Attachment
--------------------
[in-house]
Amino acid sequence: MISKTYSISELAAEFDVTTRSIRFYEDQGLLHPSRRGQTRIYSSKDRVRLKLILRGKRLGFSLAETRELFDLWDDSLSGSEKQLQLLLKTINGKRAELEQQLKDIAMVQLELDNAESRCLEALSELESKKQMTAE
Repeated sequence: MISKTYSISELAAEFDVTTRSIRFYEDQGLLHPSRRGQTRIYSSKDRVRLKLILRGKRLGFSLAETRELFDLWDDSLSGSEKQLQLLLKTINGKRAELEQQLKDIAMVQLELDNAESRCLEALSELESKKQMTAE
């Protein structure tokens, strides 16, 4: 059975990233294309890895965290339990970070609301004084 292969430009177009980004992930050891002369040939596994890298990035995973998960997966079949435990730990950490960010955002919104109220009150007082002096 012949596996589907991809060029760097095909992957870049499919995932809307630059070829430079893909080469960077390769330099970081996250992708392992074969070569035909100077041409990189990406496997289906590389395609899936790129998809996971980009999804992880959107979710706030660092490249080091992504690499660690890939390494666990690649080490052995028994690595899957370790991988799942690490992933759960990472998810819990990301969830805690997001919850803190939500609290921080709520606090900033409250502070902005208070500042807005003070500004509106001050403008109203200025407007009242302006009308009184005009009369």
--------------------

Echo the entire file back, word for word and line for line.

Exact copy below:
[in-house]
Amino acid sequence: MISKTYSISELAAEFDVTTRSIRFYEDQGLLHPSRRGQTRIYSSKDRVRLKLILRGKRLGFSLAETRELFDLWDDSLSGSEKQLQLLLKTINGKRAELEQQLKDIAMVQLELDNAESRCLEALSELESKKQMTAE
Repeated sequence: MISKTYSISELAAEFDVTTRSIRFYEDQGLLHPSRRGQTRIYSSKDRVRLKLILRGKRLGFSLAETRELFDLWDDSLSGSEKQLQLLLKTINGKRAELEQQLKDIAMVQLELDNAESRCLEALSELESKKQMTAE
């Protein structure tokens, strides 16, 4: 059975990233294309890895965290339990970070609301004084 292969430009177009980004992930050891002369040939596994890298990035995973998960997966079949435990730990950490960010955002919104109220009150007082002096 012949596996589907991809060029760097095909992957870049499919995932809307630059070829430079893909080469960077390769330099970081996250992708392992074969070569035909100077041409990189990406496997289906590389395609899936790129998809996971980009999804992880959107979710706030660092490249080091992504690499660690890939390494666990690649080490052995028994690595899957370790991988799942690490992933759960990472998810819990990301969830805690997001919850803190939500609290921080709520606090900033409250502070902005208070500042807005003070500004509106001050403008109203200025407007009242302006009308009184005009009369």